It was late July, 1959, around 5 p.m. when we left Chino, Calif., on a balmy day of around 80 degrees, for Barstow, Calif.
Now you have to understand that in late July the average temperature in Barstow is around 120 degrees.
Anyway, we drove through town looking for their ballfield and had to stop for directions several times before finding it nestled between two double sets of railroad tracks. The field was all sand. No grass. The lights consisted of about thirty 100-watt household bulbs.
Ground rules included anything over the first tracks in left field was a double. Anything over the second tracks was a home run. Any foul ball within 10 feet of the tracks along the first-base line was out of play. The tracks were about 30 feet from the first-base line. When a train came into view, play was suspended until it had passed.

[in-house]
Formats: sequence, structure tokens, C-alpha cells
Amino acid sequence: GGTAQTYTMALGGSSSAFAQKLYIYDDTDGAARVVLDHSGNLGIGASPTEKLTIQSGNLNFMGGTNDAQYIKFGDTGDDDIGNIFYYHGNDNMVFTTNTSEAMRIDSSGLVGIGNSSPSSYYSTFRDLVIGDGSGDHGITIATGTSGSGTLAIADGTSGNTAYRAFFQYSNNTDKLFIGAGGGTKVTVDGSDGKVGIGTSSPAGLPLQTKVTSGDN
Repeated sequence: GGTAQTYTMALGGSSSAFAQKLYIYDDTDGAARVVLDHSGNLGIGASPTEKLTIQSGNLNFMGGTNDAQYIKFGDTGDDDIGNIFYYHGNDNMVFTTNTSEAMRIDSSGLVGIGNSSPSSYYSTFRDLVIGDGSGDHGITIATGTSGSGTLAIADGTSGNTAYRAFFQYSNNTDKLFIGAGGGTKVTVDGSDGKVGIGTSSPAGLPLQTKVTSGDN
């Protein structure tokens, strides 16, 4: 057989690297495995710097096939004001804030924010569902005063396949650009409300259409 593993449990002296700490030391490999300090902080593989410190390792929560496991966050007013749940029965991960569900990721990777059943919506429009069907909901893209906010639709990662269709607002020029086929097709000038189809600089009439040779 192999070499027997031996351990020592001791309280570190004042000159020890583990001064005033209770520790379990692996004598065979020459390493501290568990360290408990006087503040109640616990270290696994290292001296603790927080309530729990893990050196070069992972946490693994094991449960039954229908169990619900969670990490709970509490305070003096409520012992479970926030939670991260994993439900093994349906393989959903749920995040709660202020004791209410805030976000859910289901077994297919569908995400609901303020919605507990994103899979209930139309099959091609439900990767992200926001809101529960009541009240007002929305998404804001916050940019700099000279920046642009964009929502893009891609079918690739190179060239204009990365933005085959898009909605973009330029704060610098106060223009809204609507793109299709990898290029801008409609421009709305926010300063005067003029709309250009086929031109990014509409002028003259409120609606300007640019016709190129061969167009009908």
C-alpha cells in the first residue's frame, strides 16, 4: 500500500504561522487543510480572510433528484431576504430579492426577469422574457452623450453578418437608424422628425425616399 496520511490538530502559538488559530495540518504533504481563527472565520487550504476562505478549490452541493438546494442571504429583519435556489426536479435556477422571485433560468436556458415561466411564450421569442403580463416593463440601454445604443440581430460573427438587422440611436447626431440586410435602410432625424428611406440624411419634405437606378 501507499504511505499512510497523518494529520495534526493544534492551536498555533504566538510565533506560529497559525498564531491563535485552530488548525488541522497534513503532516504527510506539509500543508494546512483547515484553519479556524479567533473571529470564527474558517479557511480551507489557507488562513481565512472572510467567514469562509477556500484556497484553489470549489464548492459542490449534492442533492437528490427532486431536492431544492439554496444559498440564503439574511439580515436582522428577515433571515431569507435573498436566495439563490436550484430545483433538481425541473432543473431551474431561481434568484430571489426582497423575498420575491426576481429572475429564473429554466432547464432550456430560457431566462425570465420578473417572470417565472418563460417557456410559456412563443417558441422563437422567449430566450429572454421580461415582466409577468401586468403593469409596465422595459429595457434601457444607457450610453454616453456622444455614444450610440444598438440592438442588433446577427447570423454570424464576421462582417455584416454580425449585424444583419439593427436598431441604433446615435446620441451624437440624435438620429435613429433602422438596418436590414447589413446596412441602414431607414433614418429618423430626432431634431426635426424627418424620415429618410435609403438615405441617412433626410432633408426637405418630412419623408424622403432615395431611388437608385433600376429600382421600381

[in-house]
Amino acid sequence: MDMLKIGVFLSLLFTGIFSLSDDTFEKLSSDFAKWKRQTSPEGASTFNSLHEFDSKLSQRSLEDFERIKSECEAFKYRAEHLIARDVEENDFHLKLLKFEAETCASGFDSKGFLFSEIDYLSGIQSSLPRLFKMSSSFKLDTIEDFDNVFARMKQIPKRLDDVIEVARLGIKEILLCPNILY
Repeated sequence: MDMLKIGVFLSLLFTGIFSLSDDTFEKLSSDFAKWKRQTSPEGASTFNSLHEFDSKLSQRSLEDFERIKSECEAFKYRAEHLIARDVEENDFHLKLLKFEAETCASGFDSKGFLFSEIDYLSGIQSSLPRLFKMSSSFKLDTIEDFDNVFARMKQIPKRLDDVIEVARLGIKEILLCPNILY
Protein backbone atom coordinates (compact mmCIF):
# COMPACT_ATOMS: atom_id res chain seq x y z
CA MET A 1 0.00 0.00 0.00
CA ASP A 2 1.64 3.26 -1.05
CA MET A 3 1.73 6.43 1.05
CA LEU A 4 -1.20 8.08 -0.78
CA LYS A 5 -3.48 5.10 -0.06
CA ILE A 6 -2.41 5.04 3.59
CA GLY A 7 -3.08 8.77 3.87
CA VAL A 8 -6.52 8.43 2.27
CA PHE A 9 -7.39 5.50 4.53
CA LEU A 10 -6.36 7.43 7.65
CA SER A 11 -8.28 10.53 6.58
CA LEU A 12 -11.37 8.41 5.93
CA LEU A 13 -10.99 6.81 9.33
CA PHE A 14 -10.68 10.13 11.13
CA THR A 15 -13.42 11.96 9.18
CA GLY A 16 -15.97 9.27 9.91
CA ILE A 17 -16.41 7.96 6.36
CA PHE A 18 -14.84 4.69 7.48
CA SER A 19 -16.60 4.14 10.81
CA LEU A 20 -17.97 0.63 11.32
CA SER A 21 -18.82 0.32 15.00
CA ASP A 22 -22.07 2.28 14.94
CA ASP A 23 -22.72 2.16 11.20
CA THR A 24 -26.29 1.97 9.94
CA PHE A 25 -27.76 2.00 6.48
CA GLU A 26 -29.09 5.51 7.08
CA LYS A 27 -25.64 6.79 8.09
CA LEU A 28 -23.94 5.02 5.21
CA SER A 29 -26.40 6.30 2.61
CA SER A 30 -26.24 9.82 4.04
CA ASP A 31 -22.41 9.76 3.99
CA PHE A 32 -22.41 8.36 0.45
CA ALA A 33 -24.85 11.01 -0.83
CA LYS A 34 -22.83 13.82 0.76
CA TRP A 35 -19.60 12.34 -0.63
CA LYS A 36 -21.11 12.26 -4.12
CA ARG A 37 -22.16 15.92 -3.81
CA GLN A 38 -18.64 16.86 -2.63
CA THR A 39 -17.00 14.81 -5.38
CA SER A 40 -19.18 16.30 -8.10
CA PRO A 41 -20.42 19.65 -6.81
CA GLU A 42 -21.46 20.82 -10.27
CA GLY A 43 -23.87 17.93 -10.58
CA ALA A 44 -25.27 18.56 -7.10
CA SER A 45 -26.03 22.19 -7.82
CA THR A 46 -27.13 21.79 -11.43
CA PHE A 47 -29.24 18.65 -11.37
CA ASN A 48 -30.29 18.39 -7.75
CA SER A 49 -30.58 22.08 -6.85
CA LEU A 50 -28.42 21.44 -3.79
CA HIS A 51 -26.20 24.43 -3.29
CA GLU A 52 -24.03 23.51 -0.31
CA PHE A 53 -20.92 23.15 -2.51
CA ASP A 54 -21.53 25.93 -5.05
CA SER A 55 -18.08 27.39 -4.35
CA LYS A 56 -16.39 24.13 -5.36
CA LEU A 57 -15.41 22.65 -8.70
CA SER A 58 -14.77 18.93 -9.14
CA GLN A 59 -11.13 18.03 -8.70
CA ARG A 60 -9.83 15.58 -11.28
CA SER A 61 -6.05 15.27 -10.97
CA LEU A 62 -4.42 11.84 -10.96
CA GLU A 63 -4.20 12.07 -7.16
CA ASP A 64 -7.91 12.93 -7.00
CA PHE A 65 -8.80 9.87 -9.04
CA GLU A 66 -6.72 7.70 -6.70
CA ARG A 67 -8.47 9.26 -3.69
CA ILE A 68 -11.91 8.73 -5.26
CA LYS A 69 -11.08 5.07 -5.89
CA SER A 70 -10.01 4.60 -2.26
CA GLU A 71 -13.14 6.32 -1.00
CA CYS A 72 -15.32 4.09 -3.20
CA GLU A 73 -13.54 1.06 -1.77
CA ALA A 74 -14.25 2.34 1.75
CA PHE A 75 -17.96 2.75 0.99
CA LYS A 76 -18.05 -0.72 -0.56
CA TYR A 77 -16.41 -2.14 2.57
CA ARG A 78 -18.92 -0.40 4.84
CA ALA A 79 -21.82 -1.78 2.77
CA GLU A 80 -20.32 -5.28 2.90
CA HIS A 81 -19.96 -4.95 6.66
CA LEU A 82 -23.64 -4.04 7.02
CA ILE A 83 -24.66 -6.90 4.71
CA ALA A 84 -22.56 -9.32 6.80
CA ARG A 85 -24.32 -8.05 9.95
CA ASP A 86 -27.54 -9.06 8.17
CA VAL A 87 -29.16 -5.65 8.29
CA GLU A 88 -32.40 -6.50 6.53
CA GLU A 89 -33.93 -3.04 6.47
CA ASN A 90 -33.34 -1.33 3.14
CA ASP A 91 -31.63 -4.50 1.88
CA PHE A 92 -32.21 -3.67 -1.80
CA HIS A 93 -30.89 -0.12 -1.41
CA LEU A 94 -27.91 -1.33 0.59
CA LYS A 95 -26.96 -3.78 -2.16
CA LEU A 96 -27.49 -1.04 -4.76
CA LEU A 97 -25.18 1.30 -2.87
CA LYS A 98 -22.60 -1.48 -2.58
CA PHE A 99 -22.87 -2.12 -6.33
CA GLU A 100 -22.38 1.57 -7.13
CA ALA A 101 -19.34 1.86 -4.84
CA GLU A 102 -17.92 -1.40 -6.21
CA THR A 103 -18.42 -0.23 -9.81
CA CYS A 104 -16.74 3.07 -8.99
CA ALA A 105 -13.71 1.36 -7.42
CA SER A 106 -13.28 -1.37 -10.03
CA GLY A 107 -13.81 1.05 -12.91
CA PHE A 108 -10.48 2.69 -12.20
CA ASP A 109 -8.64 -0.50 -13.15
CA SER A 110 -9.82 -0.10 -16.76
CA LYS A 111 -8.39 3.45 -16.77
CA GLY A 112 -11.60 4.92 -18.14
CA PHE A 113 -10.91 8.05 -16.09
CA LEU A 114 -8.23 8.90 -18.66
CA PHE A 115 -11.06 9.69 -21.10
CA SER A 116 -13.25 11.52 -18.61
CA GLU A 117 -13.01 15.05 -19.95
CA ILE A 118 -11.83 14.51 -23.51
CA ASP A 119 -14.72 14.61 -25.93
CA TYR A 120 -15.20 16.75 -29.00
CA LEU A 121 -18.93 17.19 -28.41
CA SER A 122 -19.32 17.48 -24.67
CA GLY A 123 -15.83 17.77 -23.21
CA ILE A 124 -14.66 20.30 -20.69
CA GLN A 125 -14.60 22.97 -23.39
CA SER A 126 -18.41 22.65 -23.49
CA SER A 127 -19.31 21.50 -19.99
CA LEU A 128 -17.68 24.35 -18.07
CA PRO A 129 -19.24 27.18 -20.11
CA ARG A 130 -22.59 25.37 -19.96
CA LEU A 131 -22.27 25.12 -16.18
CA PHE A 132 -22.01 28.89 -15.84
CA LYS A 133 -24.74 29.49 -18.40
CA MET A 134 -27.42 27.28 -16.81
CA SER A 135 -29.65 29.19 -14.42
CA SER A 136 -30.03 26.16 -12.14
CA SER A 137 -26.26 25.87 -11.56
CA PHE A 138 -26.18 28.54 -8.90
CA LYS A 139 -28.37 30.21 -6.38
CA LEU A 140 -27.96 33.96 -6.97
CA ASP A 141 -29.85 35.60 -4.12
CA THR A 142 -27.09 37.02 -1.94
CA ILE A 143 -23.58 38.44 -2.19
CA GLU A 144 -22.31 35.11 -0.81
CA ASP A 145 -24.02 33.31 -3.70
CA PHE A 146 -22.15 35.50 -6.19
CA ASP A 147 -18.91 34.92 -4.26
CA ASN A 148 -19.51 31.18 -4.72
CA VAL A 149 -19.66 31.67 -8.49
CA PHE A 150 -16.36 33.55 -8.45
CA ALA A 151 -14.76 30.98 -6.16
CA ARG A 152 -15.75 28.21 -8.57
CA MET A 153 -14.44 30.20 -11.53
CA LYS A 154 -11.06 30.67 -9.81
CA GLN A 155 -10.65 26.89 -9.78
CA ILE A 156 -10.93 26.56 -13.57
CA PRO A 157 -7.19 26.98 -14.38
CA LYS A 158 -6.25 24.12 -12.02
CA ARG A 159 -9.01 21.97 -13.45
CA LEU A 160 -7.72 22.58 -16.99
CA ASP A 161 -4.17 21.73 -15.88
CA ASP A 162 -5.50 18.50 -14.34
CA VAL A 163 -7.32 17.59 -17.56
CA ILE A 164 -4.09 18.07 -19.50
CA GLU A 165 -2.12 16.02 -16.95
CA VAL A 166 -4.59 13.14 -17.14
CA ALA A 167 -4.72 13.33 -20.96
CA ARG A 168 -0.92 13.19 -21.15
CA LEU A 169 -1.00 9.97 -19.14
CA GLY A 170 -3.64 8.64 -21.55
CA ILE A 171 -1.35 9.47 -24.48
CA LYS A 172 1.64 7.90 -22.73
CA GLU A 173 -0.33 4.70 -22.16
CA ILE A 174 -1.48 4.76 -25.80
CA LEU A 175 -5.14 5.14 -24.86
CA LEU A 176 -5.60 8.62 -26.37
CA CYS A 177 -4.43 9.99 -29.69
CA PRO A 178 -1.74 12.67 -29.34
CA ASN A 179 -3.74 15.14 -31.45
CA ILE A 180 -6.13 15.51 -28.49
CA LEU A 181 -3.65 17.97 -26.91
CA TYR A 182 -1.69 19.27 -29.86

The temperature at game time (7 p.m.) was 108 degrees. Oh, yeah!
Did I forget to mention the thousands of high-desert beetles that swarmed around the “lighting system”? Thank God there was a full moon.
As the game progressed, I hit two line drives, both between center and right fields, which would have been triples on any legitimate baseball field. Both balls burrowed into the sand and went no more than 12 inches after impact.
Now I was a l0.1-second sprinter in the 100-yard dash, but running in loose sand is no easy chore. Consequently, I had to dive into second base, and beat the throws from the outfielders with about
Additionally, while playing third base in the top of the ninth inning, I picked up a slow roller about halfway to the pitchers mound and fired the ball to first. With the poor lighting, the first baseman never saw the ball coming and got hit in the stomach.
That’s my story and I’m sticking to it. I can produce witnesses upon request. Sorry, but I don’t remember the score. I think we won.